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Tips for travelling to France and travel in France

Transportation

  • Ways to get around regional France are via:
    • car - hiring a car in France is relatively inexpensive especially compared to other countries and if staying for three weeks or more, leasing a brand new French car from any of the major car companies (Renault, Peugeot, Citroen) works out cheaper. Diesel (gazole) is much cheaper than unleaded (sans plomb). Additional costs will be for road tolls (on most A roads, major highways with 3-4 lanes) and parking in city centres (best to leave the car and either walk or take public transport). Some key road rules include:
      • drive on the right not left
      • speed limit 50km/hr; D&N roads 90km/hr; highway 130km/hr (110km in rain)
      • toutes/autres directions mean all/other directions, so if in doubt go that way
      • blood alcohol limit is the same as Australia i.e. 0.05%
      • you must carry disposable breathalisers and safety triangle + fluorescent vest.

More tips here: http://www.brittany-ferries.co.uk/guides/driving/france. France was placed 2nd in a worldwide survey about best places to drive (Australia came 14th).

  • train - France's train network SNCF reaches nearly every part of the country - if not on the network most towns have buses that link up with it. The TGV, high speed train, services run pretty much NSEW from Paris. www.voyages-sncf.com .  There is also a new cheap fast rail service departing from Paris suburbs: www.ouigo.com. For a rail map of France and nearby countries: www.holidaysonlocation.com/images/rail/france-switzerland-map.jpg
  • air - Air France flies to many destinations in France and has discount flights (especially if you book early) which can cut a lot of the travel time down, especially if you book early ; Ryan Air and Easyjet flights are very cheap and take you to a lot of destinations in France but the air travel time is extended by having to go through the UK mostly.
  • To decide which mode of transport suits you best, consider:
    • how comfortable you are driving: regions are relatively easy and there are highways
    • travel distance/time (to get from one end of the country to the other, TGV/air best)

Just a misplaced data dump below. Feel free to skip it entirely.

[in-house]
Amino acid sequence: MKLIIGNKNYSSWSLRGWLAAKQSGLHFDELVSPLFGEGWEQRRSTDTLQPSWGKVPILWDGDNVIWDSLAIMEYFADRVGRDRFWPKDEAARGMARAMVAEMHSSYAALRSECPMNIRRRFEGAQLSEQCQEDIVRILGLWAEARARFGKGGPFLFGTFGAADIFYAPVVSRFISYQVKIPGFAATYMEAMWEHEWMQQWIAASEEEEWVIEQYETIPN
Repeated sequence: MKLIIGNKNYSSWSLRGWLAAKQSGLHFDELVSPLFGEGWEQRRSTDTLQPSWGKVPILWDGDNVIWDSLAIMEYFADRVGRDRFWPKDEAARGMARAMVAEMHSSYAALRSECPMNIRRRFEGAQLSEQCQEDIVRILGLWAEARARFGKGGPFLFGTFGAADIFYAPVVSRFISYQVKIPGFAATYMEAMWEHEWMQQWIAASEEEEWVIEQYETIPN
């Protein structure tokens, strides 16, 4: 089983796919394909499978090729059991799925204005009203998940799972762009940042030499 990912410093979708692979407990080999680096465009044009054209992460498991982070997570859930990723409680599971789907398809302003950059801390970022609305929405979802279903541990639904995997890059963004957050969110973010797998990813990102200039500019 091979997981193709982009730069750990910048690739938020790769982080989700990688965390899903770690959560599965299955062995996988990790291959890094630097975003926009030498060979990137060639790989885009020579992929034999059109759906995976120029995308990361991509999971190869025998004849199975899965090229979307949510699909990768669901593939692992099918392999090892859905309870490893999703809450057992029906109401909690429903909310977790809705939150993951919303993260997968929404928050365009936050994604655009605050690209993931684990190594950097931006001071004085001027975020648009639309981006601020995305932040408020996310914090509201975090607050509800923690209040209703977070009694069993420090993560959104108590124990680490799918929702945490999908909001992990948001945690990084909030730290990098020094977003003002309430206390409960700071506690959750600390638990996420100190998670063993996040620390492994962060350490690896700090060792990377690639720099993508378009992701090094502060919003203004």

• the number of people in your group (price of rail and air individual tickets add up)
    • how vital it is you are on time (trains can be late/cancelled/impacted by strikes).
  • In Paris there are (read official guide http://en.parisinfo.com/paris-map/getting-around):
    • walking - by far our preferred method but Paris is expansive, take comfortable shoes
    • metro - Paris' underground rail network which connects the whole city; tickets are only a couple of euro each (best to buy group of ten if you are there for a few days)
    • bus - on the back of bus stops you will find the map with coloured network of bus lines; better than the metro for seeing the sights but slower putting up with the traffic
    • taxis - while rather expensive can be good when you arrive in CDG airport very tired (cost 50-70 euro to get to centre of Paris); best to have your address written down
    • bikes and cars to hire if you don't mind battling the Parisians driving.

Money

The best way we find to get euro cash is to take it out of credit cards from automatic bank tellers (you can get special cards for this purpose also from international exchange offices here); you need to have cards with chips and a pin. You can get foreign exchange debit cards from exchange places before you go to avoid Australian credit card charges for foreign transactions (check what your bank charges).

For exchange rates/currency converter: click here

Food

You can buy food from supermarkets, specialty stores (boucherie, boulangeries etc) or open street markets. For tips on eating out, click here.   

Holidays

Care should be taken on most Mondays in May (which can be public holidays), most of August (summer holidays) and all Sundays/Mondays as many shops are not open.

Language

For language tips, click here.

Visas

If travelling to France on holidays for less than 90 days, a visa is not necessary for Australians but if wanting to stay longer or for other purposes, you will need to contact the consulate in Australia.

For other travel information

Go to France's official tourist office in Australia, http://au.franceguide.com/

Tips for taking good travel shots: http://blog.posterjack.ca/category/photography-tips-techniques/how-to


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